Crew Dragon Resilience

Crew Dragon Resilience Successfully Docks With ISS

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SpaceX’s Crew Dragon Resilience successfully completed its docking on the International Space Station. The capsule spent over 27 hours in orbit, after it successfully launched last Saturday at 7:27 p.m. EDT.

Details Behind The Docking of Resilience

Just like Crew Dragon Endeavour that was used for Demo-2, Resilience has an automatic docking system. It uses sensors and cameras that help the capsule get close to the ISS docking station. 

Docking was initially scheduled to take place precisely at 11 p.m. EDT. However, shadows obscured the crew’s view of the space. 

The personnel ultimately decided to make a short hold 20 meters away from the docking adapter. Resilience made contact with the ISS and performed a soft capture at 11:01 EDT. The capsule then completed the docking procedure approximately 14 minutes later on the ISS’ Harmony module. 

Docking, or berthing connection, is referred to as both “soft” and “hard” docking. A spacecraft first initiates a soft dock, by making contact and latching its docking connector with the designated target. In Resilience’s case, the target was the Harmony module. Once the soft connection is secured, the spacecraft proceeds with the hard dock. This is where all airtights are sealed. This enables interior hatches to be safely opened so that crew and cargo can be transferred.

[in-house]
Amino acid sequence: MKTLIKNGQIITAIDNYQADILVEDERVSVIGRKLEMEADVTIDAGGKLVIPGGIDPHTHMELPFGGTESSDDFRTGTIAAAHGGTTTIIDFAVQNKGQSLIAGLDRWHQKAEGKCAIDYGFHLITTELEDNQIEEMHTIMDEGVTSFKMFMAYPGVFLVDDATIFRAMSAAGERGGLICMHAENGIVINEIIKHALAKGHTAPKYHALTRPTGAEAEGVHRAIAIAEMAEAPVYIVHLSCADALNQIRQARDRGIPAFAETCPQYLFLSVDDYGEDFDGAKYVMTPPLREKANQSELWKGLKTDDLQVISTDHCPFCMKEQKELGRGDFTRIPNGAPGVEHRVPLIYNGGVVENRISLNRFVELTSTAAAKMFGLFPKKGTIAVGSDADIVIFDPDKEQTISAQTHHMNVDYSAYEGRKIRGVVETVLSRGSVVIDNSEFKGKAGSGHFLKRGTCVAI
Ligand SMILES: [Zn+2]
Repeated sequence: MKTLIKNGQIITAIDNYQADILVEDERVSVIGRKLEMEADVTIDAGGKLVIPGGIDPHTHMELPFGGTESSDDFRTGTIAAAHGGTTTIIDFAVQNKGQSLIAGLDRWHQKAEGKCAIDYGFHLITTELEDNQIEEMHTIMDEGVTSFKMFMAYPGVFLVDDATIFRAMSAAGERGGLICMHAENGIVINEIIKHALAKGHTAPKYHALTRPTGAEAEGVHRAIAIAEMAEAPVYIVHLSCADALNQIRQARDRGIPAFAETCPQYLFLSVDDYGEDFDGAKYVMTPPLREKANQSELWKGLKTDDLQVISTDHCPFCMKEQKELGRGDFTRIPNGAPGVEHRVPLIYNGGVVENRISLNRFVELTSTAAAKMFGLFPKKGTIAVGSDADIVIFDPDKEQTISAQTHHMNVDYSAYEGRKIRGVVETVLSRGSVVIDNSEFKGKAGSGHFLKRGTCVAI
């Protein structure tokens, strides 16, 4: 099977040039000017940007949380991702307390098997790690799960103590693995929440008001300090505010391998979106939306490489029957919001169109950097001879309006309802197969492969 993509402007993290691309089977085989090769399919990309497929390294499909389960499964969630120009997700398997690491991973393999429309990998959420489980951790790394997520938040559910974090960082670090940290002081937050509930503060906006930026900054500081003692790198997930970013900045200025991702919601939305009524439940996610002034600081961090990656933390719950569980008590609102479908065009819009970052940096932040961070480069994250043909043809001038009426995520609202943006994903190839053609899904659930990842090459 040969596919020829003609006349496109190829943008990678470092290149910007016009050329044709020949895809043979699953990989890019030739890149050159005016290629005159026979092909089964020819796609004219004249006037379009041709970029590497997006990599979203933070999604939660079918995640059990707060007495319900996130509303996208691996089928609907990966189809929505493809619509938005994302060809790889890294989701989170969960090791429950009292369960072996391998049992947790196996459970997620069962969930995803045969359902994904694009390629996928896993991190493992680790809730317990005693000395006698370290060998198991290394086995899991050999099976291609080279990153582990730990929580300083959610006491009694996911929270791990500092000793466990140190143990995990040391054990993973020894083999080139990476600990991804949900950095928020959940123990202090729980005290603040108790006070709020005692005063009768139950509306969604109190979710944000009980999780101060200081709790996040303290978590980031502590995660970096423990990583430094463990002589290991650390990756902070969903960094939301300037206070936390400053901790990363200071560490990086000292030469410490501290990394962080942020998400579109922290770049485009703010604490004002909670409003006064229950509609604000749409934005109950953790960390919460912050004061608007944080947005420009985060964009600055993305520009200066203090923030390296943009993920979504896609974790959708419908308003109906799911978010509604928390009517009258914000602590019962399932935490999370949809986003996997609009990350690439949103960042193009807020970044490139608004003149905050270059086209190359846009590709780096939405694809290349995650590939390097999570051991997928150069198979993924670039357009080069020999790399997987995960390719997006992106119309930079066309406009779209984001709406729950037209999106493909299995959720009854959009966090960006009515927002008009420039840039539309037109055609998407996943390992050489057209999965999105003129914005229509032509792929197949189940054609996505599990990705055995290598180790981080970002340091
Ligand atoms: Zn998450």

Hatches opened today at around 1:10 a.m. EDT. 

Crew-1 Personnel In the Front Row After Arriving at the International Space Station / Image Source: NASA TV

What are the Main Tasks of Crew-1 Personnel?

The Crew-1 astronauts joined Expedition 64 Flight Engineer Kathleen Rubins of NASA, and Sergey Ryzhikov and Sergey Kud-Sverchkov of Roscosmos.

Expedition 64 is the 64th and current long-duration expedition to the International Space Station. It was initiated last October and is scheduled to end on April 18, 2021.

The expedition will include research investigations focused on biology, Earth science, physical and technology development. More specifically, crew members will grow radishes in a study to better understand plant growth and nutrition in microgravity. Additionally, they will conduct research into the effect of microgravity on the heart. 

Microgravity significantly affects heart tissues, causing molecular and structural abnormalities that lead to heart-related diseases. This can cause a risk on future long-duration space missions.

Expedition 64 will research how to establish ways to anticipate cardiovascular risks prior to spaceflight.

New SpaceX Milestone

Crew-1 is not the first mission to use a commercial spacecraft to carry astronauts to the ISS. That distinction belongs to SpaceX’s Demo-2 test flight.

However, the arrival of Resilience to the ISS marks the first time that a commercial spacecraft has brought astronauts for a long-duration stay. 

All in all, this clearly indicates that SpaceX is miles ahead of its competition regarding commercial spaceflights.

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